319

How to convert a string in the format "%d/%m/%Y" to timestamp?

"01/12/2011" -> 1322697600
4
  • What's the 2nd number? Unix Epoch time?
    – Hasteur
    Mar 9, 2012 at 16:55
  • 5
    @Hasteur, yes. The second number represents the number of seconds that have passed between the beginning of the unix epoch and the date specified. This format is also referred to as POSIX time.
    – eikonomega
    Nov 5, 2013 at 17:01
  • Time is passing very fast! you have asked this question at 13... and now is 16...
    – Amir Fo
    Sep 29, 2020 at 9:44

16 Answers 16

429
>>> import time
>>> import datetime
>>> s = "01/12/2011"
>>> time.mktime(datetime.datetime.strptime(s, "%d/%m/%Y").timetuple())
1322697600.0
13
  • 12
    it assumes midnight 01/12/2011 in local timezone. If input is in UTC; you could use calendar.timegm() or .toordinal()
    – jfs
    Nov 17, 2013 at 19:56
  • 83
    datetime.datetime.strptime(s, "%d/%m/%Y").timestamp() is a bit shorter
    – Tim Diels
    Feb 25, 2014 at 0:16
  • 23
    @timdiels: again. .timestamp() assumes local time instead of UTC if no explicit timezone is given. The code in the answer works (produces expected 1322697600) only on a computer where local timezone has zero utc offset.
    – jfs
    Mar 27, 2014 at 8:31
  • 12
    this doesn't work: datetime.datetime.strptime("2014:06:28 11:53:21", "%Y:%m:%d %H:%M:%S").timestamp() Traceback (most recent call last): File "<stdin>", line 1, in <module> AttributeError: 'datetime.datetime' object has no attribute 'timestamp' Jan 30, 2015 at 12:07
  • 5
    @ZdenekMaxa datetime.timestamp() available only for python >= 3.3 versions. docs.python.org/3/whatsnew/3.3.html
    – joni jones
    Feb 5, 2015 at 13:02
77

I use ciso8601, which is 62x faster than datetime's strptime.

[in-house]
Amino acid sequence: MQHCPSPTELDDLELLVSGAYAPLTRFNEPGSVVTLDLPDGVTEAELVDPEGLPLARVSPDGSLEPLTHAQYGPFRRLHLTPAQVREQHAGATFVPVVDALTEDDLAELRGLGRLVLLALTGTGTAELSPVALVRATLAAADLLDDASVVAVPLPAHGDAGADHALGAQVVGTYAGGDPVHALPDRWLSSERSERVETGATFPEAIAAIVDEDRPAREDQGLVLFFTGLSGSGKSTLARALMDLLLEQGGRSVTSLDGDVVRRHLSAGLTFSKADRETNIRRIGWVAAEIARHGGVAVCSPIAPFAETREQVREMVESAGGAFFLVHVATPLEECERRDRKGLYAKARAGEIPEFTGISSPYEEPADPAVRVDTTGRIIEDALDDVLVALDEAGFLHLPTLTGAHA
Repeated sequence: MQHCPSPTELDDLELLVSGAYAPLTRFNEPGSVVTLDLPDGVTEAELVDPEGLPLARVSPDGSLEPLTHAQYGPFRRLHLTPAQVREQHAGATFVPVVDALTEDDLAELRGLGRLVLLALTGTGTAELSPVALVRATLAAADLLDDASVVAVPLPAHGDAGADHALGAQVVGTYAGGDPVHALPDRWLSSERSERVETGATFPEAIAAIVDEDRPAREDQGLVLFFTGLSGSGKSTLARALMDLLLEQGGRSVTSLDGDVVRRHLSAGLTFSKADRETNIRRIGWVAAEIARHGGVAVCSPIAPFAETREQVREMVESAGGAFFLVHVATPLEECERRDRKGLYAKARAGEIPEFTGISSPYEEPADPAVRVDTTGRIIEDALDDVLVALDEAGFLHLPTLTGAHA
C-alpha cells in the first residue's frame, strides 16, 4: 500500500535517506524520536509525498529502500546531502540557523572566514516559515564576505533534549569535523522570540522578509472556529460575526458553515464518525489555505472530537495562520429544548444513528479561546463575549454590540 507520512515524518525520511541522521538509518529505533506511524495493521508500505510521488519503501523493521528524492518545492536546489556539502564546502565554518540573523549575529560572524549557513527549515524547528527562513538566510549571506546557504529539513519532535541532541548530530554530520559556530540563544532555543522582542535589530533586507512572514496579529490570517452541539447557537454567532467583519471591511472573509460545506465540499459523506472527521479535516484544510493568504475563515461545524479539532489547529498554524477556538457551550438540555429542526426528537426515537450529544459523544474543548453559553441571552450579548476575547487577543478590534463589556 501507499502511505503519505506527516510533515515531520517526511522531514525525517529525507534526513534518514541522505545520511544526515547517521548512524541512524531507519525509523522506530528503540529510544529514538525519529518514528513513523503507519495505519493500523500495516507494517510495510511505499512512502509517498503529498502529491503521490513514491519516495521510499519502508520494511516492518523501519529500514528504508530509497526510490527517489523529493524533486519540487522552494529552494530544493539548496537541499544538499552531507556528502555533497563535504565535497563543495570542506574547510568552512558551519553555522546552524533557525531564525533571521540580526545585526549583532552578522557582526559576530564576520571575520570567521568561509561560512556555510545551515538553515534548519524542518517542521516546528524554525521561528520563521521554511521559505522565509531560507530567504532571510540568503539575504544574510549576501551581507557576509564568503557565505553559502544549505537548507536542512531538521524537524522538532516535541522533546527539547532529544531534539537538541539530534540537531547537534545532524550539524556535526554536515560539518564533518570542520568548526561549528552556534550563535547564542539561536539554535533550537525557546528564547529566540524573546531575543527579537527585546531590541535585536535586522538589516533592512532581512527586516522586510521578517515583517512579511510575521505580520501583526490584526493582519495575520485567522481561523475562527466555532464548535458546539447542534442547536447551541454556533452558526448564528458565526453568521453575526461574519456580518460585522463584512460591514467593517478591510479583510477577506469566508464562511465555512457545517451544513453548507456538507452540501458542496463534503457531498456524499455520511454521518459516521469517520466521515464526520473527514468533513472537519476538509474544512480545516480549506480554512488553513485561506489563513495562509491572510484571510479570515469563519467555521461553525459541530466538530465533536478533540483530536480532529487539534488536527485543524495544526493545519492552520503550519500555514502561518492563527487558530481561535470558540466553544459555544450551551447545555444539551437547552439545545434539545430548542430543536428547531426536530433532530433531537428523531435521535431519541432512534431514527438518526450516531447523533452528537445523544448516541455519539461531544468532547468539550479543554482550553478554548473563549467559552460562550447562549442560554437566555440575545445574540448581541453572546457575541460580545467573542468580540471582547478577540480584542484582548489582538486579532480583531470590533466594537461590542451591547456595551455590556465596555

t = "01/12/2011"
ts = ciso8601.parse_datetime(t)
# to get time in seconds:
time.mktime(ts.timetuple())

You can learn more here.

5
  • 6
    this is a fantastic suggestion. i just used it and shaved TONS of time off of my execution.
    – David
    Aug 4, 2015 at 17:23
  • 7
    My god this is fast
    – Hews
    Dec 23, 2018 at 21:02
  • 7
    And +1 for not needing me to spell out what the time string format is.
    – gowenfawr
    May 7, 2019 at 12:14
  • @gowenfawr There is also datetime.fromisoformat which can parse datetime.fromisoformat(str(datetime.now())) correctly. However, it doesn't work with JavaScript's new Date().toISOString() which is also ISO 8601. python-dateutil is better at guessing, but it may also guess regional format wrong.
    – Polv
    Feb 23, 2022 at 21:50
  • 1
    For this to work, you need Microsoft Visual C++ 14.0 link Mar 21, 2022 at 5:39
45
>>> int(datetime.datetime.strptime('01/12/2011', '%d/%m/%Y').strftime("%s"))
1322683200
3
44

To convert the string into a date object:

from datetime import date, datetime

date_string = "01/12/2011"
date_object = date(*map(int, reversed(date_string.split("/"))))
assert date_object == datetime.strptime(date_string, "%d/%m/%Y").date()

The way to convert the date object into POSIX timestamp depends on timezone. From Converting datetime.date to UTC timestamp in Python:

  • date object represents midnight in UTC

    import calendar
    
    timestamp1 = calendar.timegm(utc_date.timetuple())
    timestamp2 = (utc_date.toordinal() - date(1970, 1, 1).toordinal()) * 24*60*60
    assert timestamp1 == timestamp2
    
  • date object represents midnight in local time

    import time
    
    timestamp3 = time.mktime(local_date.timetuple())
    assert timestamp3 != timestamp1 or (time.gmtime() == time.localtime())